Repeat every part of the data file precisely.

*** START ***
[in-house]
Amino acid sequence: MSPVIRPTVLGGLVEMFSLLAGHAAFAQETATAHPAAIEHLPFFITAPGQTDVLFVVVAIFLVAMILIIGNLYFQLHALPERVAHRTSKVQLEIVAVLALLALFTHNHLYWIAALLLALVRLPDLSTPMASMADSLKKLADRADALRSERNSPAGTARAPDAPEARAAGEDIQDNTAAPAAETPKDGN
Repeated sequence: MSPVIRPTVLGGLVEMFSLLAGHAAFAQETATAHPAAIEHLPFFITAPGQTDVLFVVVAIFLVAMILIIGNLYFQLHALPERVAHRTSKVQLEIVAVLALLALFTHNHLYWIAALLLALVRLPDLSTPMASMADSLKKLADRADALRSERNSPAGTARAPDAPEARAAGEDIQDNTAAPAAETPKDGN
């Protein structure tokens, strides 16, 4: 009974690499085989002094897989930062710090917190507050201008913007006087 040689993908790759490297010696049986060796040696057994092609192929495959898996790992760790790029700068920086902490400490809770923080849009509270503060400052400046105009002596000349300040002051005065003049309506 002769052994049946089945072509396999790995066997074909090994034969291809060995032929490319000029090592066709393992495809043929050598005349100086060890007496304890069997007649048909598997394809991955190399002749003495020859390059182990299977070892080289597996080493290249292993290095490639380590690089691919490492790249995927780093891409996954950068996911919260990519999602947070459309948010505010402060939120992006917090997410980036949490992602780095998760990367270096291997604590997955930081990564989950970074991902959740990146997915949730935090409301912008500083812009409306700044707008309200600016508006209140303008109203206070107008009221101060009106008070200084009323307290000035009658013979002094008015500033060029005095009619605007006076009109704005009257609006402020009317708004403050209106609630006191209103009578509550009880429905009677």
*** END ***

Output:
[in-house]
Amino acid sequence: MSPVIRPTVLGGLVEMFSLLAGHAAFAQETATAHPAAIEHLPFFITAPGQTDVLFVVVAIFLVAMILIIGNLYFQLHALPERVAHRTSKVQLEIVAVLALLALFTHNHLYWIAALLLALVRLPDLSTPMASMADSLKKLADRADALRSERNSPAGTARAPDAPEARAAGEDIQDNTAAPAAETPKDGN
Repeated sequence: MSPVIRPTVLGGLVEMFSLLAGHAAFAQETATAHPAAIEHLPFFITAPGQTDVLFVVVAIFLVAMILIIGNLYFQLHALPERVAHRTSKVQLEIVAVLALLALFTHNHLYWIAALLLALVRLPDLSTPMASMADSLKKLADRADALRSERNSPAGTARAPDAPEARAAGEDIQDNTAAPAAETPKDGN
């Protein structure tokens, strides 16, 4: 009974690499085989002094897989930062710090917190507050201008913007006087 040689993908790759490297010696049986060796040696057994092609192929495959898996790992760790790029700068920086902490400490809770923080849009509270503060400052400046105009002596000349300040002051005065003049309506 002769052994049946089945072509396999790995066997074909090994034969291809060995032929490319000029090592066709393992495809043929050598005349100086060890007496304890069997007649048909598997394809991955190399002749003495020859390059182990299977070892080289597996080493290249292993290095490639380590690089691919490492790249995927780093891409996954950068996911919260990519999602947070459309948010505010402060939120992006917090997410980036949490992602780095998760990367270096291997604590997955930081990564989950970074991902959740990146997915949730935090409301912008500083812009409306700044707008309200600016508006209140303008109203206070107008009221101060009106008070200084009323307290000035009658013979002094008015500033060029005095009619605007006076009109704005009257609006402020009317708004403050209106609630006191209103009578509550009880429905009677």